Transcultural aspects. A well-accepted tenet in cross-cultural psychiatry is that the transformation of personal or social distress into somatic complaints is the norm in most cultures (Kleinman, 1987). According to Shorter (1994), the cultural influx on symptom presentation follows socially correct models of proper behavior in the various societies and the prevailing medical paradigms. Thus, patients tend to develop symptoms that are "medically correct," that is, symptoms that physicians expect and understand. Because somatizing individuals are relatively easy to characterize, they provide a useful construct for international comparison. For example, somatic symptoms are easier to recognize and their scrutiny proves less intrusive than that of psychological constructs. Thus, they can be reliably elicited with little resistance offered by the subject because they tend to be less stigmatizing than psychological symptoms.
Some of the large-scale epidemiological surveys, such as those using the Diagnostic Interview Schedule (DIS) or the Composite International Diagnostic Interview (CIDI), have included detailed lists of somatic symptoms. Worldwide, the most common medically unexplained symptoms appear to be gastrointestinal complaints and abnormal skin sensations (World Health Organization, 1992). The Epidemiologic Catchment Area study revealed that the most common medically unexplained somatic symptoms in the United States were gynecological complaints, followed by gastrointestinal and cardiovascular symptoms (Escobar et al., 1987). A number of U.S. studies have documented higher levels of somatization among Latinos, particularly Puerto Rican respondents both in Puerto Rico and on the mainland (Canino et al., 1992; Escobar, 1995; Escobar et al., 1992, 1987).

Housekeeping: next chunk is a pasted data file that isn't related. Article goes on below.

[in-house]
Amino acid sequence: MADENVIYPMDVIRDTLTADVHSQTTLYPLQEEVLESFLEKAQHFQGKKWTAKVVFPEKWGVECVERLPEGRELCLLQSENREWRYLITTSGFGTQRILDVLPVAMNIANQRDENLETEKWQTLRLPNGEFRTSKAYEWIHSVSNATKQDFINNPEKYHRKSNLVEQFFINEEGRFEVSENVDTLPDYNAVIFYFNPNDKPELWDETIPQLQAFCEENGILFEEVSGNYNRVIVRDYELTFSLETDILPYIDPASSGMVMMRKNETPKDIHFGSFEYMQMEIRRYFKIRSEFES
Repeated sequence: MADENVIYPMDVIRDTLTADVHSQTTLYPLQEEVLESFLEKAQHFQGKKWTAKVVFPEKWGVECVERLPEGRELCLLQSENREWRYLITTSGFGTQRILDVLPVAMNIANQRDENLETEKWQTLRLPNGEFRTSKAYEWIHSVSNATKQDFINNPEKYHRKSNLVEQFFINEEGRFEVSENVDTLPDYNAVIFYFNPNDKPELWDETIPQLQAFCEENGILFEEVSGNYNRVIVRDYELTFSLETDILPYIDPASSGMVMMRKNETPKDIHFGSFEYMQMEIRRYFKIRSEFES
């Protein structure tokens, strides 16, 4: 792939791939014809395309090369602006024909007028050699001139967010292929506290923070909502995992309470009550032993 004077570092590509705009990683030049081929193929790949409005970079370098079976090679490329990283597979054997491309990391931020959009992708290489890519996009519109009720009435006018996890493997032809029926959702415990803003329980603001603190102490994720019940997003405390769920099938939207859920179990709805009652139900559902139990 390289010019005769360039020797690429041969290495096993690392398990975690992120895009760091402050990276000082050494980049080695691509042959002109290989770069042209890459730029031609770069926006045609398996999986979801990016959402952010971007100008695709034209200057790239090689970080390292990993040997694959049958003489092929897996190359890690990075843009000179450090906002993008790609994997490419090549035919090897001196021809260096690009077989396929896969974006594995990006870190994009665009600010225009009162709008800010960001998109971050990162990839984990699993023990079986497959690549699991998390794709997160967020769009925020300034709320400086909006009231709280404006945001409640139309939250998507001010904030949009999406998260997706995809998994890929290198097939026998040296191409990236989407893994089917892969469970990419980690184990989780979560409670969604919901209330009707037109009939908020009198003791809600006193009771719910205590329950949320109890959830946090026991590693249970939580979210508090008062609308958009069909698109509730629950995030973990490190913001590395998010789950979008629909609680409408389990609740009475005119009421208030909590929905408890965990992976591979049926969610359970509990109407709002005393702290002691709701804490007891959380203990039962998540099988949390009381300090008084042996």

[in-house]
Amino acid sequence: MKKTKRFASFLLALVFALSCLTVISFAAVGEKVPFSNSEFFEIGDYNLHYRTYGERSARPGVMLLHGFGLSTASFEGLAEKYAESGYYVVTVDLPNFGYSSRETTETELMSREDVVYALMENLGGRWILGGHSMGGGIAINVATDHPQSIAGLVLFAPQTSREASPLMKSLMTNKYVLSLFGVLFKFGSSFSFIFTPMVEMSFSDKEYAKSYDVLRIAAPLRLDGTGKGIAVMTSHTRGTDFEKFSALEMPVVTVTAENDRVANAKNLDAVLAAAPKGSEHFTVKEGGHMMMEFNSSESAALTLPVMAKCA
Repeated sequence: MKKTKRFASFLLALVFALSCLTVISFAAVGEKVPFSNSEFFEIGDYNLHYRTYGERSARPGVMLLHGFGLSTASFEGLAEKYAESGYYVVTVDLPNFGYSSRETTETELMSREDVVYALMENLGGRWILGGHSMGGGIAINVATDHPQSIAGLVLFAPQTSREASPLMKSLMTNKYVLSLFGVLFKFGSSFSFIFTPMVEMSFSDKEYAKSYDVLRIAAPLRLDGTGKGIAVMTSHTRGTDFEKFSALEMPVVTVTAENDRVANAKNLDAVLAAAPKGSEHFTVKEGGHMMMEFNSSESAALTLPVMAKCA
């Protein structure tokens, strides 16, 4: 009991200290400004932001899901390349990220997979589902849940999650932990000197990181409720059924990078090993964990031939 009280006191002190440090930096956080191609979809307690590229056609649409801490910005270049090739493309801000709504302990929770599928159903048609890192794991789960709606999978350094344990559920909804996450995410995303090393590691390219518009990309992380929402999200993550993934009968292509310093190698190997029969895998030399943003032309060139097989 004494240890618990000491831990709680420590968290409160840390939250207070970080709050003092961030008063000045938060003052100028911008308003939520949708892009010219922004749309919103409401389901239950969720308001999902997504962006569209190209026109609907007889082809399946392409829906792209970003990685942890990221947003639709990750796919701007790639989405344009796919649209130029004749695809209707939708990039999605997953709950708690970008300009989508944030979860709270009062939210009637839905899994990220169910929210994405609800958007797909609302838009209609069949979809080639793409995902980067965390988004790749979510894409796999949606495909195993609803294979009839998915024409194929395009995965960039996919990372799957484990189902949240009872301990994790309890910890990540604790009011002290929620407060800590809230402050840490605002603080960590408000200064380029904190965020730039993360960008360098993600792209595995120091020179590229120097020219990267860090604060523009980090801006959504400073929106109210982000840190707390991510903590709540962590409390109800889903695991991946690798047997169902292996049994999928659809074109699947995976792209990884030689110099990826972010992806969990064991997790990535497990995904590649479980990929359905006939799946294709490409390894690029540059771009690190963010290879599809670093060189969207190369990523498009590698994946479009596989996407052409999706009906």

An international study reported frequent somatic presentations in primary care worldwide, with patients at the Latin-American sites reporting the highest number of somatization symptoms (Gureje et al., 1997). In a primary care study of a multiethnic sample in the United States, we found that Central-American immigrants had significantly higher rates of somatization than other ethnic groups (Escobar et al., 1998) and that war exposure was the single most significant predictor of medically unexplained somatic symptoms in these patients (Holman et al., 1996). Interestingly, in that study we also found that recent immigrants had lower rates of PTSD than U.S.-born patients despite the immigrant patients' higher trauma exposure. This resilience of recent Latino immigrants has been well documented for Mexican-Americans and extends to several other health and mental health dimensions (Escobar, 1998). Cross-cultural studies of depressed patients have documented higher levels of somatic complaints among depressed psychiatric patients in Asia (Kleinman, 1982) and Latin America (Escobar et al., 1983) compared to depressed patients in the United States.